26 July, 2022
Gilgandra Men’s Shed providing companionship for over 12 years
Since 2009, Gilgandra’s Men’s Shed has provided a safe place for men to catch up, work on projects, and get the latest town gossip.
The shed has around 24 members, and three times a week, members meet in the mornings to work on their latest project, create new items, or restore old furniture.
But the space is more than just a large man cave.
Members are typically retired men who come to the shed for shared solidarity, and use the space to stay busy and moving.
“You need that companionship, there’s just
too many people sitting at home doing nothing, that’s
just not a good way to end up,” said one of the original
members, Roy Duncan.
“The main thing for me was to keep on my feet and keep doing things for as long as I could.”
Mr Duncan was on the committee that organised the initial meetings to get the shed going. After searching for a venue and gauged interest, the shed officially opened in October 2009.
Mr Duncan had come off a farm and retired in town. He initially thought he could keep himself occupied at home, but soon came to realise this wasn’t the case.
“Once you get involved, you tend to realise it’s great to come up, see what the others are doing,
learn a little about what’s going on
around the place. While there’s gossip
downtown, you can get gossip from up
here too,” said Mr Duncan.
“You get to the stage when you’re up here and you find that you have poor vision or something and you need some help, you need someone to check things out for you. You can’t get that at home. So you go into reclusion.”
Phillip Yeo agreed, stating the space
was great for those who may be struggling
finding a sense of purpose.
“There are quite a few widowers in
Gilgandra, and a few are here of course.
It’s great for those people who may be
feeling lost, or depressed after they retire
or their wife/partner dies,” he said.
“I retired before I came to town really,
and now I have three days a week I
can come here and fill in the morning.
“I’ve always been an office bearer
here too so I’ve always had paper work to
do, shopping to do, things like that. Then
I can also build a few things, get to know
people. Then after you’ve been here for
the morning you can take the rest of the
day quite easy.”
Ted Harland, another original member,
also found retirement to be quite
“I joined for the male company.
When I retired, that’s what I missed. I
was always with men working, and I
But the issue with an aging population,
is member numbers are always
“We need more members!”
said Mr Harland passionately.
“We need a more even spread of age
groups if possible, but I know it’s difficult
for people who work to come. But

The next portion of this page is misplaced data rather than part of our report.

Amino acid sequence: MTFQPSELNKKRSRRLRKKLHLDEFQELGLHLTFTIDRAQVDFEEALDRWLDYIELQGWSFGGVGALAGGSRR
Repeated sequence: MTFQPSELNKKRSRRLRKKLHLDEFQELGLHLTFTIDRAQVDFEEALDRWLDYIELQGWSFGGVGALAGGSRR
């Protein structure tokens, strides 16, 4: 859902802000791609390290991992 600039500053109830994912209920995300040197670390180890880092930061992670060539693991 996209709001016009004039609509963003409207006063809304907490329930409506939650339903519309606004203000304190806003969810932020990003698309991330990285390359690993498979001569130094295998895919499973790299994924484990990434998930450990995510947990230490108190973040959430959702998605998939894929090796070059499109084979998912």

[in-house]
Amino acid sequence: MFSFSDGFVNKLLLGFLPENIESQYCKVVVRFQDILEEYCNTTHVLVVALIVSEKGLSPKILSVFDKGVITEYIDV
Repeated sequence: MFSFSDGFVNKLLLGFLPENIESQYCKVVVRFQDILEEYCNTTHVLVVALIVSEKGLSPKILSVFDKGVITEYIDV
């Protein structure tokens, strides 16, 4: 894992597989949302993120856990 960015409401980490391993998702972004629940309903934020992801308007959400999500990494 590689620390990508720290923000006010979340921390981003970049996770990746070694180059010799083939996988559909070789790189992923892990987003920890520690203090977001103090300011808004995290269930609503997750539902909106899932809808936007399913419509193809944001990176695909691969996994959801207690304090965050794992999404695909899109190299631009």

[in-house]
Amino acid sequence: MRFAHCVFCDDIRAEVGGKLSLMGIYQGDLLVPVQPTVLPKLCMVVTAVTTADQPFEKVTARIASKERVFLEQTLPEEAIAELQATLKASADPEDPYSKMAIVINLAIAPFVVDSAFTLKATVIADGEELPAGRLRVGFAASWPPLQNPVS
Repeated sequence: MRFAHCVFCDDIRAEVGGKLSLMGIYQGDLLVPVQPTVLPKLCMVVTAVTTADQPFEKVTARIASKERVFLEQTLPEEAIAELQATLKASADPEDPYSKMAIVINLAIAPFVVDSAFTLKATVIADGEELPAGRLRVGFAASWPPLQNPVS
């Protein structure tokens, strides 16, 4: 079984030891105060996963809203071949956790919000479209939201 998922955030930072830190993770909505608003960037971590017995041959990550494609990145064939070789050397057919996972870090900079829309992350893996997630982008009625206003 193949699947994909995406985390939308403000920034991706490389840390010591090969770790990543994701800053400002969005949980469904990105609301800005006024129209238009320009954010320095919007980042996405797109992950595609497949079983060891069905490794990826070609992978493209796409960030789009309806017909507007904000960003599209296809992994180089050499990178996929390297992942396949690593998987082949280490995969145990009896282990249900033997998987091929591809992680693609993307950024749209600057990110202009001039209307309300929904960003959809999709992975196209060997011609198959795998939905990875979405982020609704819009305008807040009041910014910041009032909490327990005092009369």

we could do with any age,” said Mr
“For a lot of us, with big projects, there’s only two or three of us that are strong enough to lift the project because a lot of us have back issues, limited movement etc. It makes it hard.”
Mr Yeo joked that there was even a
few “artificial knees, hips, hearts and so
forth around the men’s shed”.
Members want to encourage men to
come in with their sons when they are
working on a project.
“We have the tools,
the facilities, the supplies, we would just
love to see it get used by younger people,”
said Bruce James.
According to Mr
Yeo, medical professionals have endorsed
the Gilgandra Men’s Shed, recommending
the shed to patients who may
need some distraction or movement coming
into the later part of their life.
“There’s signs for the shed in the doctors
waiting rooms, and sometimes even
doctors steer patients up to us,” said Mr
And you don’t have to be 90-yearsold
to join either, members stressed. The
shed is open to any man who would like
a place to meet, work, and chat to other
men in town.
“Problem is – when we suggest to
people to come here, and they’re 60-70,
they say we aren’t old enough! They
think you have to be 90 to join. That’s
simply not true,” said Mr Yeo.
“I think that might be a psychological thing too though, people may not be ready to accept their retirement and their older age.”
Originally operating from the old
wool pavilion at the Gilgandra showground,
the men’s shed has only evolved,
with the present being built and opened
Still situated in the showground, the
current shed was built by locals, funded
by various government grants, and aided
by generous donations of funds and
labour from local businesses, tradies, and
The shed holds a lot of character and
love. Full of old and new tools and
machines, members main activity is
wood working, but often dabble in wood
engraving and metal working, making
things such as pot plant stands and
clothes basket holders.
“But our coffee cup is the most
important tool in the shed,” said Mr Yeo.
Enjoying smoko together, the men
lookout for each other and keep each
Most recently, the shed has installed
solar panels, and brand new LED lighting.
Mr Yeo is proud to state that the shed is now “carbon negative, and we are selling power back to the grid. We get no power bills”.